Neighbors To The Rescue
‘He May Tell Others: Come, Save For Yourselves’
In the mishnah on 117b, the Sages, in discussing a fire that broke out on Shabbos, permit the homeowner to save only three meals’ worth of food from the fire. They did not allow him to save all his possessions lest he become frantic in his haste to save everything and extinguish the fire.
The mishnah on 120a permits the homeowner, however, to announce to other people, “Come, save for yourselves.” He may not ask them to save food on his behalf because the Sages limited him to saving only three meals. Explicitly requesting other people to save food on his behalf would be tantamount to appointing them as agents and it would be as if he personally saved more than the maximum three meals. He may only ask them to save food for themselves and afterwards, if they are so inclined, they can return the food to him.
Other People’s Limits
Even though the mishnah does not specify how much food other people may save, the Rambam (Hilchos Shabbos 23:24) and the Mechaber (Orach Chayim 234:9) limit them to only three meals per person. (The Mechaber in his longer commentary to the Tur states that it seems that other people are allowed to save three meals even if they already have sufficient food in their house.)
Tosafos Rid (to the Ran on our daf), however, posits that other people are under no limitations and may save as much as they wish. He offers two reasons why we have no fear that they might, in their haste, extinguish the fire.
Whose Best Interest?
Firstly, they realize it is not in their best interest to extinguish the fire for should the fire go out they will no longer be permitted to seize anything else from the house.
Secondly, only the homeowner is likely to become frantic during the rescue efforts because he alone stands to lose his hard-earned possessions. Other people, on the other hand, who did not work for these possessions, are unlikely to react on impulse.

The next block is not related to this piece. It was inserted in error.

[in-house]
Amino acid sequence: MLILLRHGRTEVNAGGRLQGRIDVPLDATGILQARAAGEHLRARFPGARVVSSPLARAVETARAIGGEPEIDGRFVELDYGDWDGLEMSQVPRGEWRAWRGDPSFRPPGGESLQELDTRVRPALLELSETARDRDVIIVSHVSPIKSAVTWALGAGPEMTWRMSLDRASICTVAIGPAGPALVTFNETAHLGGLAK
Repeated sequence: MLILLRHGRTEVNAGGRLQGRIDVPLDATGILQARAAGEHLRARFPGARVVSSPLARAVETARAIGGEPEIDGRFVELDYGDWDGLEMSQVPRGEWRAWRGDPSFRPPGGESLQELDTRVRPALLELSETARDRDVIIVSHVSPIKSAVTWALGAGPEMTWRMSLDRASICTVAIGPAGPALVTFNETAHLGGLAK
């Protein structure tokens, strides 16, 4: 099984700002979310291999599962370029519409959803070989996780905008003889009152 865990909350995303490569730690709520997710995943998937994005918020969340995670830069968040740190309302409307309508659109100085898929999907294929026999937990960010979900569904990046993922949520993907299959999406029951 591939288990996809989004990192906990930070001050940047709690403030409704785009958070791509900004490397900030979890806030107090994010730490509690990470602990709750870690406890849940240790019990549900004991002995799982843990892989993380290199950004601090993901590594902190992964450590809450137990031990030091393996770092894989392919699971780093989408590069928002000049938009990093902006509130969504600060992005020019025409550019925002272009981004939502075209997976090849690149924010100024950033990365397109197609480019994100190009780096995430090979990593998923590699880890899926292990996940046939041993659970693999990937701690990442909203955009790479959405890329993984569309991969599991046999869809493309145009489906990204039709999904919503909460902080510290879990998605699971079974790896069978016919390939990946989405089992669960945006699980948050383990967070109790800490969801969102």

The Chayyei Adam (cited by the Mishnah Berurah 234:20) draws the following distinction: If other people intend to exercise their legal rights and keep the food for themselves, they are limited to three meals since, in effect, they are saving their own possessions. However, if their intention is to save the food for the homeowner, then there is no limit on how much they may salvage on his behalf. He argues that even the Rambam would agree that the three-meal limit only applies to someone saving food for himself. We are not concerned that a person saving food for his fellow will become that frantic and extinguish the fire.Rabbi Yaakov Klass and Rabbi Gershon Tannenbaum
About the Author: RABBI YAAKOV KLASS, rav of Congregation K’hal Bnei Matisyahu in Flatbush, Brooklyn, is Torah Editor of The Jewish Press. He can be contacted at email@example.com. RABBI GERSHON TANNENBAUM, rav of Congregation Bnai Israel of Linden Heights, Boro Park, Brooklyn, is the Director of Igud HaRabbanim – The Rabbinical Alliance of America.
If you don't see your comment after publishing it, refresh the page.
Our comments section is intended for meaningful responses and debates in a civilized manner. We ask that you respect the fact that we are a religious Jewish website and avoid inappropriate language at all cost.
If you promote any foreign religions, gods or messiahs, lies about Israel, anti-Semitism, or advocate violence (except against terrorists), your permission to comment may be revoked.